The “Belt of Venus” is an atmospheric phenomenon that creates a pink band in the sky at sunrise and sunset. It is actually the area between Earth’s shadow and the blue sky. The belt is similar to alpenglow, which creates a reddish glow just over the horizon.
Facts about the Belt of Venus
- The Belt of Venus is an atmospheric optical phenomenon, but could also be considered a space phenomenon.
- The pink color in the belt is sunlight that is shining through denser atmosphere near the Earth’s surface, and being reflected off of atmosphere at the opposite end of the sky.
- The dark blue layer in the sky below the pink belt is Earth’s “shadow” being cast onto the atmosphere.
- It is visible at sunrise or sunset, but is more pronounced at sunset.
- It is best seen during the summer months, on clear and slightly hazy evenings.
- The Belt of Venus has several names, including antitwilight arch.
What causes the Belt of Venus?
Several factors contribute to the Belt of Venus phenomenon.
- Anti-twilight or Alpenglow forms. During sunset on clear evenings, the atmosphere around the horizon opposite of the Sun appears as a light shade of orange and pink. The pink color is sunlight that is shining through denser atmosphere near Earth’s western horizon, and reflecting off of atmosphere on the opposite side of the observer. The term for this reflection back towards the observer is backscattering.
This creates a pink “band” near the eastern horizon. The same pink light is often seen on mountain tops at sunset, which is where the term “Alpenglow” comes from.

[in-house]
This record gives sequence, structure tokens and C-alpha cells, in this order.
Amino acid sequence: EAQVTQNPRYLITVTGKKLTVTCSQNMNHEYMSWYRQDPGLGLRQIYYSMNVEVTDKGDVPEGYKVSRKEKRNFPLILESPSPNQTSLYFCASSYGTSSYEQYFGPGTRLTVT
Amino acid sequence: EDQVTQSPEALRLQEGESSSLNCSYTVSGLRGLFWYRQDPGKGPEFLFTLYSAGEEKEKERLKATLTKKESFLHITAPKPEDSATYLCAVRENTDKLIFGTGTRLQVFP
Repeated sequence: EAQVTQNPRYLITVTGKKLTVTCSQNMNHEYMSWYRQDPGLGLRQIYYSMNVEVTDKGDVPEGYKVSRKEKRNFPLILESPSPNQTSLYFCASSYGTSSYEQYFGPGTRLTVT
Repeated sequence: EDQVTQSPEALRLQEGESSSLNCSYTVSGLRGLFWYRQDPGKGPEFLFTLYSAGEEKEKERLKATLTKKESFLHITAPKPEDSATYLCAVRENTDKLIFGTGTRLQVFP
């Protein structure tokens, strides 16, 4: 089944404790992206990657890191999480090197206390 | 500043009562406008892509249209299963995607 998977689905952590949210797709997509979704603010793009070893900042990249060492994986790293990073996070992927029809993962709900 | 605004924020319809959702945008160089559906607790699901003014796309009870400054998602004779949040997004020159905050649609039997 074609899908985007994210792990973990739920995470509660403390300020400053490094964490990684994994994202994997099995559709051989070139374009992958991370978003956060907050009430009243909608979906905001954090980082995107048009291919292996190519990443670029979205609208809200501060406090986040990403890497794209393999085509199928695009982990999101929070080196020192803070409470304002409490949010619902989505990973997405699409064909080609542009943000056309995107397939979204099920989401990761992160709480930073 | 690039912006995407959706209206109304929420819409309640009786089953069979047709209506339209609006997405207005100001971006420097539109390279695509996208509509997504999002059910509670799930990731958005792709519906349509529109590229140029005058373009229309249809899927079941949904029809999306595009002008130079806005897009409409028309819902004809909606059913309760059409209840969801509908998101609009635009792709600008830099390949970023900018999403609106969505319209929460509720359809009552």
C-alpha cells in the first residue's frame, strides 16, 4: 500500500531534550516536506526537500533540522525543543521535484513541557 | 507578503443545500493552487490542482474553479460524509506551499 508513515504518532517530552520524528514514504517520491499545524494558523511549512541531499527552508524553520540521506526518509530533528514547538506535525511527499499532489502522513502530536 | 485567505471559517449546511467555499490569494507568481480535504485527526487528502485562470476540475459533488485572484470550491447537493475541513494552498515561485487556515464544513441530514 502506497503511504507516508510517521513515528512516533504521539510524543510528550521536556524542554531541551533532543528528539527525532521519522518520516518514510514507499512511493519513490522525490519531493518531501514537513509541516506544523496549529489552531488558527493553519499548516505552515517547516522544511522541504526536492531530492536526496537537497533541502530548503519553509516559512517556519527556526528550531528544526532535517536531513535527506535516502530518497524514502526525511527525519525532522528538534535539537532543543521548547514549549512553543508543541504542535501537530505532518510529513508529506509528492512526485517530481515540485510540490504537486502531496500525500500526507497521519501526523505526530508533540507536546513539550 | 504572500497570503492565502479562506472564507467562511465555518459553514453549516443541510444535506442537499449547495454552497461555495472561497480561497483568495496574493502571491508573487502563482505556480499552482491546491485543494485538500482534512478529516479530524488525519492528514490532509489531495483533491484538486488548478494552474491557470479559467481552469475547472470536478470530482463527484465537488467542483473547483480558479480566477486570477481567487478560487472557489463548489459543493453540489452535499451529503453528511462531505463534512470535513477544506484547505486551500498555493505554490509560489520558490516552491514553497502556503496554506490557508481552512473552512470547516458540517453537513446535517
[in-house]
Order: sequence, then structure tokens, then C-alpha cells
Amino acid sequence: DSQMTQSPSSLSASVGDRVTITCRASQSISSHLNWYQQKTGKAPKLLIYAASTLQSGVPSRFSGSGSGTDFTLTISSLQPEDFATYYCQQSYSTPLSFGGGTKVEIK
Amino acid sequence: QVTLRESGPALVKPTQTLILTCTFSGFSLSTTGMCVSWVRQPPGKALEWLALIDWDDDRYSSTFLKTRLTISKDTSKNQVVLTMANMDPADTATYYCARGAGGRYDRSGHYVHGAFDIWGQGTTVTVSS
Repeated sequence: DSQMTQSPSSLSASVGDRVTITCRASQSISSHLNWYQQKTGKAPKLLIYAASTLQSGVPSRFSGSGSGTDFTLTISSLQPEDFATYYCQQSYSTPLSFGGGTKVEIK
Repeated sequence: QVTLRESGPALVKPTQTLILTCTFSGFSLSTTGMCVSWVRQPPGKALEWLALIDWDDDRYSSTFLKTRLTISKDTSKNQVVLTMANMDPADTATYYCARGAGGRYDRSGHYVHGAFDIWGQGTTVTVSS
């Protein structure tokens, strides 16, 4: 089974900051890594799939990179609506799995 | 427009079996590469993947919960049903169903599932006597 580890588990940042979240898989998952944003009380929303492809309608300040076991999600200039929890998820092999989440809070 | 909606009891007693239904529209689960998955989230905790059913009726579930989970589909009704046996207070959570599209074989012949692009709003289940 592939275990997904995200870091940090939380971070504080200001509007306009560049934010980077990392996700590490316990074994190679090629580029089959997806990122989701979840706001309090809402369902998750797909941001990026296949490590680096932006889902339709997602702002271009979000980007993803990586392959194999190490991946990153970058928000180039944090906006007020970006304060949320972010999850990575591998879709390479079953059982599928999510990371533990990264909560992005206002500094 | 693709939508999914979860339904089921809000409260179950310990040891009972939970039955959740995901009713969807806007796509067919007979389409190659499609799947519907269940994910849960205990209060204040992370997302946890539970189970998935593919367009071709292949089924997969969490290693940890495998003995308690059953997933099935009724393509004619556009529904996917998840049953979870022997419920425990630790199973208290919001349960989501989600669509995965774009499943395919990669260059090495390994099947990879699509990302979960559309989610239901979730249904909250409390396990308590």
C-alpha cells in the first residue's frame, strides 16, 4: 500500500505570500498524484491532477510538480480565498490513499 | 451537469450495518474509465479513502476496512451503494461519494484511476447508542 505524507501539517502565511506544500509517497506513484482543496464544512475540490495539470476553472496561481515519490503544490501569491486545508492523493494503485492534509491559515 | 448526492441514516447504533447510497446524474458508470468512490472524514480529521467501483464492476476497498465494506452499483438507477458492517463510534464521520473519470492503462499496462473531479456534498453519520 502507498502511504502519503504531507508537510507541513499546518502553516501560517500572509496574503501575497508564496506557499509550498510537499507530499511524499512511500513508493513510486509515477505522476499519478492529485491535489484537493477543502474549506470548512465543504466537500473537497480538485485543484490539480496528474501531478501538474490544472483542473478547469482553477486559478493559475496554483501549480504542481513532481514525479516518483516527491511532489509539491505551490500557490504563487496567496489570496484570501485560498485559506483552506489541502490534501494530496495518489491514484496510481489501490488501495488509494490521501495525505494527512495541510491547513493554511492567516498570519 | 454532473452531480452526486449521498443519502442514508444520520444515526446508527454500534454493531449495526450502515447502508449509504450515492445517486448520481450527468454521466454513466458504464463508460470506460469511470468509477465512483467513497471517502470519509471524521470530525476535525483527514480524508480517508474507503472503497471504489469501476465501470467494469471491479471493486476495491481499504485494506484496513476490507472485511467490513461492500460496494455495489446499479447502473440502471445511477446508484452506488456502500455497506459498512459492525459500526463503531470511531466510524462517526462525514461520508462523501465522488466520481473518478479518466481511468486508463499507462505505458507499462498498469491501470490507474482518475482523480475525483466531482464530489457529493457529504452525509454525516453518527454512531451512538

Earth’s shadow appears. As Earth rotates, sunlight ceases to reach parts of the atmosphere near Earth’s horizon on the side of the sky opposite the Sun. Earth’s shadow is being cast on the atmosphere, and it is no longer reflecting direct sunlight.
Earth’s shadow rises. As Earth’s shadow continues to emerge, it makes the pink band appear to separate from the horizon. This gives the band more of a dramatic arch shape. We call this arch the Belt of Venus.
Intensity of the Belt
Backscatter causes the colors of the belt to become more pronounced and vivid right before the sun rises or just after it sets for the day. During sunrise and sunset, the effects of scattering are magnified, which is why a rising and setting sun typically has a spectacular red glow.
Best time to view the Belt
While this phenomenon can be seen at sunrise, the best time to find it is at sunset. As the Sun is setting in the West, the belt will be visible in the eastern sky (remember that it’s visible opposite the sun). The best conditions for getting a nice view are when the sky is clear, when there’s minimal wind and humidity, and when there are no obstructions on the horizon. When it’s visible, the belt will appear anywhere from 10° to 46° over the horizon line.
Why is it called the Belt of Venus?
It is called this due to an association of the phenomenon with the greek goddess Aphrodite and roman goddess Venus. It is not associated with the planet Venus.